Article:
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A climate signal in exhumation patterns revealed by porphyry copper deposits

Abstract

The processes that build and shape mountain landscapes expose important mineral resources. Mountain landscapes are widely thought to result from the interaction between tectonic uplift and exhumation by erosion1. Both climate and tectonics affect rates of exhumation, but estimates of their relative importance vary2,3. Porphyry copper deposits are emplaced at a depth of about 2 km in convergent tectonic settings; their exposure at the surface therefore can be used to track landscape exhumation. Here we analyse the distribution, ages and spatial density of exposed Cenozoic porphyry copper deposits using a global data set4 to quantify exhumation. We find that the deposits exhibit young ages and are sparsely distributed—both consistent with rapid exhumation—in regions with high precipitation, and deposits are older and more abundant in dry regions. This suggests that climate is driving erosion and mineral exposure in deposit-bearing mountain landscapes. Our findings show that the emplacement ages of porphyry copper deposits provide a means to estimate long-term exhumation rates in active orogens, and we conclude that climate-driven exhumation influences the age and abundance of exposed porphyry copper deposits around the world.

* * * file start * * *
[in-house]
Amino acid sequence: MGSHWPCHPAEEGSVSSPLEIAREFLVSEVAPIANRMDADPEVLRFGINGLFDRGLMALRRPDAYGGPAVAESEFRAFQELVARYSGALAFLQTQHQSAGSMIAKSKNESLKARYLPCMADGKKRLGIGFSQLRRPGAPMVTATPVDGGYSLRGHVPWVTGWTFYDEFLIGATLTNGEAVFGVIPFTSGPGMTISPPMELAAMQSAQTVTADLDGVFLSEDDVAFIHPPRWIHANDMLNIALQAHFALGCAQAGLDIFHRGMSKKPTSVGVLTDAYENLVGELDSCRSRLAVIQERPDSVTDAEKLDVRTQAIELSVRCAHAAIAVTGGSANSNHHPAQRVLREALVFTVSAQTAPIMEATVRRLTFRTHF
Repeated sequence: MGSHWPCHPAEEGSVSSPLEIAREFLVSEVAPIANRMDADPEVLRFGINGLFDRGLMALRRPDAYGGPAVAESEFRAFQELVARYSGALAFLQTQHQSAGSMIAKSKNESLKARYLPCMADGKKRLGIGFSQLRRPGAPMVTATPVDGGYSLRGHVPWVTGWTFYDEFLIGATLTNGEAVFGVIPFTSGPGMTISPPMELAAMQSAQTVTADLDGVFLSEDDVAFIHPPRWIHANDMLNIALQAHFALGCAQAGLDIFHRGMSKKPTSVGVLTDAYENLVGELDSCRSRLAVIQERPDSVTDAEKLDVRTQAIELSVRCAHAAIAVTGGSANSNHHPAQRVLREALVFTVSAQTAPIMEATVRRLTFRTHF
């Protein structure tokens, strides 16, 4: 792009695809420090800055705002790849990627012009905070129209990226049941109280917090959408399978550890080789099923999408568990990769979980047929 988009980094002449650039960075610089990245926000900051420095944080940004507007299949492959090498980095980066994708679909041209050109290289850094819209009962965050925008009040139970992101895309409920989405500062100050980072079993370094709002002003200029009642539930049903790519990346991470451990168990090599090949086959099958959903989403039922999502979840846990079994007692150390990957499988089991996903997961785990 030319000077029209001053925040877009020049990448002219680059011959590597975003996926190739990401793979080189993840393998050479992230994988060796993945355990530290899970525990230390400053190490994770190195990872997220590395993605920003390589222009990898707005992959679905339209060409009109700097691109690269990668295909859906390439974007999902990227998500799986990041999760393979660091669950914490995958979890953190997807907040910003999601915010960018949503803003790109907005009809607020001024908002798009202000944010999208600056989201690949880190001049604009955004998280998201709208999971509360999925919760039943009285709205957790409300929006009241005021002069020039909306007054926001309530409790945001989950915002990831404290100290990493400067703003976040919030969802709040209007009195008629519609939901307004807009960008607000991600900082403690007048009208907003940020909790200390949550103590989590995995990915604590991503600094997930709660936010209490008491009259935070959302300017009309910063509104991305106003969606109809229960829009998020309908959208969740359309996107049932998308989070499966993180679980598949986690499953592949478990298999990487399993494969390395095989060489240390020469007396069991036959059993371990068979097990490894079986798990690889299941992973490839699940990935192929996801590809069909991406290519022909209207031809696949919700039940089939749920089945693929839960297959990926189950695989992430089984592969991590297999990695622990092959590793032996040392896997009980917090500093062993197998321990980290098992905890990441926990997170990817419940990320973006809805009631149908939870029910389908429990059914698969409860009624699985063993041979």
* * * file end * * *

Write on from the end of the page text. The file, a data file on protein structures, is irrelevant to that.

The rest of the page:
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Figure 1: Illustration of the formation and exposure of a porphyry copper deposit through climate-driven exhumation processes.
Figure 2: Distribution of Cenozoic porphyry copper deposit ages and deposit frequency.
Figure 3: Testing possible influences on exhumation rates revealed by porphyry copper deposits.
Figure 4: Comparisons of porphyry copper deposit age, climate, topography and frequency as a function of latitude along the Andean orogen.

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Acknowledgements

Discussions with B. Wilkinson helped develop the early ideas that led to the research presented in this paper. Reviews by K. Ferrier and D. Cooke greatly improved the manuscript. B.J.Y. was supported by NSF EAR-1251377.

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B.J.Y. and S.E.K. both contributed to the design of the study and analysed the data. B.J.Y. wrote the manuscript. S.E.K. provided input on the manuscript.

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Correspondence to Brian J. Yanites.

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The authors declare no competing financial interests.

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Yanites, B., Kesler, S. A climate signal in exhumation patterns revealed by porphyry copper deposits. Nature Geosci 8, 462–465 (2015). https://doi.org/10.1038/ngeo2429

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